Leichter, Jerry wrote:

If the function is defined as I suggested - as a static or inline - you
can, indeed, takes its address.  (In the case of an inline, this forces
the compiler to materialize a copy somewhere that it might not otherwise
have produced, but not to actually *use* that copy, except when you take
the address.)  You are allowed to invoke the function using the address
you just took.  However, what in that tells you that the compiler -
knowing exactly what code will be invoked - can't elide the call?

Case of static function definition: the standard says that standard library headers *declare* functions, not *define* them.

Case of inline: I don't know if inline definition falls in the standard definition of declaration.

Also, the standard refers to these identifiers as external linkage. This language *might* not creare a mandatory provision if there was a compelling reason to have static or inline implementation, but I doubt the very infrequent use of (memset)(?,0,?) instead of memset(?,0,?) is a significant optimization opportunity. The compiler writer risks a non-compliance assessment in making such strectched reading of the standard in the present instance, for no gain in any benchmark or production software speed measurement.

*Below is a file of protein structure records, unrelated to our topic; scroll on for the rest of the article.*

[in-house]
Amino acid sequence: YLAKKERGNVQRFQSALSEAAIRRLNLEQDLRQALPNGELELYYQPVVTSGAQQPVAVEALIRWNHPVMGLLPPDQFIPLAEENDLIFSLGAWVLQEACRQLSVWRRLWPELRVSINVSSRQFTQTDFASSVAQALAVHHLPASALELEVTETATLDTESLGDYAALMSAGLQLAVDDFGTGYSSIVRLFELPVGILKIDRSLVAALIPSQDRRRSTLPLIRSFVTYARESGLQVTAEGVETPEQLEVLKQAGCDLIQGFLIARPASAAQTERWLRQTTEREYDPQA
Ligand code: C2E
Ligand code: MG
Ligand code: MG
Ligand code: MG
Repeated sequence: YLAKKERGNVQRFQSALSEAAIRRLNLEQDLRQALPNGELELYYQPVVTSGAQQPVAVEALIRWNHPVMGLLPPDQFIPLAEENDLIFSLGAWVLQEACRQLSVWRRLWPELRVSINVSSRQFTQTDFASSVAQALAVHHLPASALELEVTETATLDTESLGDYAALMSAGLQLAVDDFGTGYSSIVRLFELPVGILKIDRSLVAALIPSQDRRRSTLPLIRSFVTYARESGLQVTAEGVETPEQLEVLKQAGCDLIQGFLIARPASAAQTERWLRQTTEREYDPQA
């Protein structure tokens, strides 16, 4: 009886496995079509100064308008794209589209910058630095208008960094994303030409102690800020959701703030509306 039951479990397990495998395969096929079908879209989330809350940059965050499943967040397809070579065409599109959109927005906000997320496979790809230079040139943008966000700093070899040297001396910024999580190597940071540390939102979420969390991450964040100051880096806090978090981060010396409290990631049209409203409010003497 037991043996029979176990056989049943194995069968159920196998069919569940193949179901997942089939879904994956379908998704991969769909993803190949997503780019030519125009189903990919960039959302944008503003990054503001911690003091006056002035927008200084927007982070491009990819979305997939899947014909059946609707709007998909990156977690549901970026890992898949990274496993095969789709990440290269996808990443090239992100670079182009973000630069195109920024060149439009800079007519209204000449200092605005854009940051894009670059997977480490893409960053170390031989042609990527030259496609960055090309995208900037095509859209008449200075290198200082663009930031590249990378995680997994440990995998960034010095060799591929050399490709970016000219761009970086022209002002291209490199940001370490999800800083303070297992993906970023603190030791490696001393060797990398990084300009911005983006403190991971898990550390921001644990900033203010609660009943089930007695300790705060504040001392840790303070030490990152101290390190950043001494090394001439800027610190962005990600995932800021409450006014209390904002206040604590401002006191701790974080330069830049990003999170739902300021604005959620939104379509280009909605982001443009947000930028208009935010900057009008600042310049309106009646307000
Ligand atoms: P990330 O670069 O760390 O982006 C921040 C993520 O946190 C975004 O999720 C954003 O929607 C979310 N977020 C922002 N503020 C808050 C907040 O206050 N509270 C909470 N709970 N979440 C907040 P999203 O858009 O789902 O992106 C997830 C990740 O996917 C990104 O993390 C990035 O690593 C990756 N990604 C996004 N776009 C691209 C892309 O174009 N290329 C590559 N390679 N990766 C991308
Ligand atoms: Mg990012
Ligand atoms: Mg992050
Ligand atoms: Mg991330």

Obviously, a pointer to an external linkage scope function must adhere to the definition of pointer equality (==) operator.

Maybe a purposedly stretched reading of the standard might let you make your point. I don't want to argue too theoretically. Peter and I just want to clear memory!

Kind regards,


- Thierry Moreau

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